DEPARTMENT OF THE NAVY NAVAL FACILITIES ENGINEERING SERVICE CENTER PORT HUENEME, CALIFORNIA and FEDERAL UNION OF SCIENTISTS AND ENGINEERS, LOCAL R12-196, NATIONAL ASSOCIATION OF GOVERNMENT EMPLOYEES, SEIU, AFL-CIO
|In the Matter of
DEPARTMENT OF THE NAVY
NAVAL FACILITIES ENGINEERING
PORT HUENEME, CALIFORNIA
Case No. 96 FSIP 50
FEDERAL UNION OF SCIENTISTS AND
ENGINEERS, LOCAL R12-196, NATIONAL
ASSOCIATION OF GOVERNMENT EMPLOYEES,
ARBITRATOR’S OPINION AND DECISION
The Federal Union of Scientists and Engineers, Local R12-196, National Association of Government Employees, SEIU, AFL-CIO (Union) filed a request for assistance with the Federal Service Impasses Panel (Panel) to consider a negotiation impasse under section 7119 of the Federal Service Labor-Management Relations Statute between it and the Department of the Navy, Naval Facilities Engineering Service Center, Port Hueneme, California (Employer or NFESC). After investigation of the request for assistance, which concerns the relocation of the Employer’s offices to a newly-constructed building (Building 1100), the Panel directed the parties to mediation-arbitration before the undersigned. Accordingly, on July 25, 1996, I met with the parties at Port Hueneme, California. Before proceeding with mediation, I toured Building 1100, which unit employees have occupied since April 1996, as well as their old offices located in buildings dating back to World War II. Thereafter, with mediation assistance, the parties worked diligently to resolve the three issues at impasse, but were simply unable to do so. An arbitration hearing was conducted to complete the factual record of the case. During the hearing, the parties submitted their final proposals and were afforded the opportunity to present evidence and arguments in support of their positions. I instructed the parties that I would decide the dispute by selecting either of their final offers on an issue-by-issue basis. The record is now closed, and I have considered all the relevant information contained therein.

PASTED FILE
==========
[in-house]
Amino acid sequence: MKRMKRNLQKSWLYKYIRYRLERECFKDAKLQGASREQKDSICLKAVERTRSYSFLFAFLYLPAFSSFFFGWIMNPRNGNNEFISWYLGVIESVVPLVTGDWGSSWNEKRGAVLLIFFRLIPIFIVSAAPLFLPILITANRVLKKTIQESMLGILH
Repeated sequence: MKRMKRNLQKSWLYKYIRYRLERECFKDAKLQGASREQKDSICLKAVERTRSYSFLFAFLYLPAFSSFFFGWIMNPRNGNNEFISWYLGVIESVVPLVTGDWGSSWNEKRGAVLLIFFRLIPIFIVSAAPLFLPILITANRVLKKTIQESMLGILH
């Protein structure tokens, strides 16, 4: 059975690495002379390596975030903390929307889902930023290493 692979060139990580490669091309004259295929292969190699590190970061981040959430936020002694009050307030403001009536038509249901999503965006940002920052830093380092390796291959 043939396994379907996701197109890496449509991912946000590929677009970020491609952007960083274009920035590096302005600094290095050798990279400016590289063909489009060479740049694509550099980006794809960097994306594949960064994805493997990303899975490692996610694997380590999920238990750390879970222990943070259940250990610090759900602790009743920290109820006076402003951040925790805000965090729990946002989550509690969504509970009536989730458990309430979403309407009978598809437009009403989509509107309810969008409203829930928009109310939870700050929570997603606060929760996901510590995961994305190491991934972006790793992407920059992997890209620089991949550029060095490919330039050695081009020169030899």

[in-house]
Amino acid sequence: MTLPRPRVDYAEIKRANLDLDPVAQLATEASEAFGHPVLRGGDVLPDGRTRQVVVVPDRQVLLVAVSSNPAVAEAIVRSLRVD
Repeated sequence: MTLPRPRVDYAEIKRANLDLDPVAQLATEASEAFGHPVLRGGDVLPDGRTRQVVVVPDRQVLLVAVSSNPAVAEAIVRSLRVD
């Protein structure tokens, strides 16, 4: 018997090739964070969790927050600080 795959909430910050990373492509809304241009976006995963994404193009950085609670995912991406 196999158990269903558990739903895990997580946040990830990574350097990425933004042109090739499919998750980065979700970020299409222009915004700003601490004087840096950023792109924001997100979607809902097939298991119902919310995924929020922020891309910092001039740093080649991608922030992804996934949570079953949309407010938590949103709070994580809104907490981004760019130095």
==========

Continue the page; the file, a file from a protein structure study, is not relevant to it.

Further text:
The Employer is the resulting activity following the consolidation of four Navy activities as ordered by the 1993 Base Realignment and Closure Commission. Its mission is to provide specialized facilities engineering and technology support and services mainly to the Navy and other Department of Defense agencies. The Union represents approximately 303 General Schedule (GS) employees, the great majority of whom work as engineers in various specialties. The parties are covered by a collective-bargaining agreement which is due to expire on March 31, 1997, pursuant to a memorandum of understanding dated February 20, 1996.